Apologies - this is long
My concern with all these sort of (I'm sorry but I have to say it) scaremongering videos and books is that lack true perspective on the big picture
A huge amount of the worlds population live in countries where they struggle to produce field grown crops, fruit & veg at all never mind a diversity of them so they are very reliant on countries like the US to supply them - and that supply has to be affordable as many of these places are far from affluent.
Many countries still rely on a rural economy to sustain their income so they can't afford to have low yields or lose produce to a swarm of bugs or fungal disease. Have you ever seen how fast a few butterflies will produce enough caterpillars to totally wipe out a field of broccoli? If that's a farmers livelihood then how does he pay his bills? And that is nothing compared to what a hoard of locusts will do
I have seen farmers in the UK try to grow organic barley and give up within a few years as they eventually have more weeds than grain. Most organic farmers are small time and actually rely on surrounding farmers using herbicides to keep the numbers of weeds down.
Organic farming is incredibly labour intensive - who wants that sort of work? Try weeding an acre of lettuce plants? That's if they havent all been eaten by slugs or greenfly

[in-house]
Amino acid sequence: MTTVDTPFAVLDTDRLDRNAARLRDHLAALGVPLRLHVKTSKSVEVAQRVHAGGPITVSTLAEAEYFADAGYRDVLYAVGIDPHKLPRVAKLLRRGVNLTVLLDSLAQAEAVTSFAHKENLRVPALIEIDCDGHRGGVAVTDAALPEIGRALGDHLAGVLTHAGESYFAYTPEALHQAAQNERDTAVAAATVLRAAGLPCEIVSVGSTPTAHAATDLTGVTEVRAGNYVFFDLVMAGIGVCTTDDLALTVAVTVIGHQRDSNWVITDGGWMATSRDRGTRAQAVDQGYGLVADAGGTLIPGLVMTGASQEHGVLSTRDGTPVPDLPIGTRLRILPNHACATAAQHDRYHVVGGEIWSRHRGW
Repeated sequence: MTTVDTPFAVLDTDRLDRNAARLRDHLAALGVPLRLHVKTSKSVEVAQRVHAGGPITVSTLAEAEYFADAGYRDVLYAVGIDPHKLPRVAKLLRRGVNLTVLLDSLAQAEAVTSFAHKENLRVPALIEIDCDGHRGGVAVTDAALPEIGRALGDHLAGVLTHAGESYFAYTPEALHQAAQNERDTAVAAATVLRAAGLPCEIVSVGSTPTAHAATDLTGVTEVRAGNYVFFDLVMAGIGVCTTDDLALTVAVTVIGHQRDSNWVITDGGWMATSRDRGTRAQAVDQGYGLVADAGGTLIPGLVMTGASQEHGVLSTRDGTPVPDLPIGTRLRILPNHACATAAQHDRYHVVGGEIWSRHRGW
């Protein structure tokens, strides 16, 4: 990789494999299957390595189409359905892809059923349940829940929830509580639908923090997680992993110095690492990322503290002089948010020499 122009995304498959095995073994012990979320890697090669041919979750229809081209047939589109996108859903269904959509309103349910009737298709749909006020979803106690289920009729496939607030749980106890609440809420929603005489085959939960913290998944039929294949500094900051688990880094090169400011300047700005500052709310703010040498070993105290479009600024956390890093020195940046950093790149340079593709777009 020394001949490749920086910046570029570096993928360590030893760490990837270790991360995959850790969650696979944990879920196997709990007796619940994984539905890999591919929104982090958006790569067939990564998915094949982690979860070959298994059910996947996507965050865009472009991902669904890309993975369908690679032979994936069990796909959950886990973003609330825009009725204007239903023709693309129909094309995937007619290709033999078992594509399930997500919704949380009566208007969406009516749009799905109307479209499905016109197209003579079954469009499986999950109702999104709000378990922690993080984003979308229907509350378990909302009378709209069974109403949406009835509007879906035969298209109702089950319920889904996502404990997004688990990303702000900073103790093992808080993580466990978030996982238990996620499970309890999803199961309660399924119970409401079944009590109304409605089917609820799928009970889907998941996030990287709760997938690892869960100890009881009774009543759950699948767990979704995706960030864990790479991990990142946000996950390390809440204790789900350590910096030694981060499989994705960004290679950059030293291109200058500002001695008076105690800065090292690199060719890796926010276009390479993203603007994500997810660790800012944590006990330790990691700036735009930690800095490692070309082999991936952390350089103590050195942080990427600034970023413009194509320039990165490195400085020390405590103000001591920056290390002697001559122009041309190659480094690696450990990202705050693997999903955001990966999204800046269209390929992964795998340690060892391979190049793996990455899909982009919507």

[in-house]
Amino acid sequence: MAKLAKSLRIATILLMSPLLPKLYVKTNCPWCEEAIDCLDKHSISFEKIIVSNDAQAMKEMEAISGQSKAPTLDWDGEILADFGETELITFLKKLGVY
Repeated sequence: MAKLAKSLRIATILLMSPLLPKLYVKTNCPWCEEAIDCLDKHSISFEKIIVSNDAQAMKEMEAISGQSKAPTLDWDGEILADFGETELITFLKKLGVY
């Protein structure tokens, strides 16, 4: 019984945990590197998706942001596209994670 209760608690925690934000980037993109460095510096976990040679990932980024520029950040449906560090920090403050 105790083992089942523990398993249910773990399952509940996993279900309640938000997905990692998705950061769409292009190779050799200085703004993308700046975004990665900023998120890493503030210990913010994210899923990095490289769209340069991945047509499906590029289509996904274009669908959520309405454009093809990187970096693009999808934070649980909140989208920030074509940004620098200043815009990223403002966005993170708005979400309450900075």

The US has had an awful year of hay shortages and this could be worse if next year is a repeat. We need high yields of good quality grasses to meet demands - a field half full of weeds and low growth isnt going to do that.
I'm not saying it can't be done - but it isn't ever going to feed the world, we would soon be starving. And I'm not being dramatic here.
The US is actually behind most other countries in labelling standards and livestock recording - do people want more rules and regulation? I don't know the answer to that. I know some will say not and US livestock farmers are very opposed to having more paperwork.
Its not fair to blame governments for what happens in packaged food production units - having inspectors there 24/7 would be the only solution and that's going to cost someone somehow either directly in price increases or indirectly in taxes
Its also unfair to demonise Ag Chem companies and accuse governments of lack of control with them.
It takes between 4 to 7 years to test and register a product for use on food crops depending on the country - the EU being the longest. If there is the slightest whiff of cancer or anything else it fails. Older products are being removed from the market all the time and most of the big companies are actively testing organic products - they are NOT against them but they have to work and be affordable at field scale. Most of them don't and fall in what they call the "muck & magic' category.
Most problems are a result of misuse by the people applying them
There are also many allowed applications in organic farming that have the potential to be harmful if misused - tests on organic land have produced evidence of higher than acceptable levels of copper, cadmium, chromium, lead, mercury, arsenic, selenium, zinc and molybdnenium. They can come from all sorts of sources such as the use of wood ash and even sewage
This is a link to a site that gives a list of permitted chemicals for use on organic produce Permitted Chemicals List for Organic Farming
My husband & I both come from agricultural backgrounds and have first hand experience of arable, field scale veg & dairy. I am not anti-organic - I am just a realist
Just to add - how does anything the author says relate to 'our beloved equines?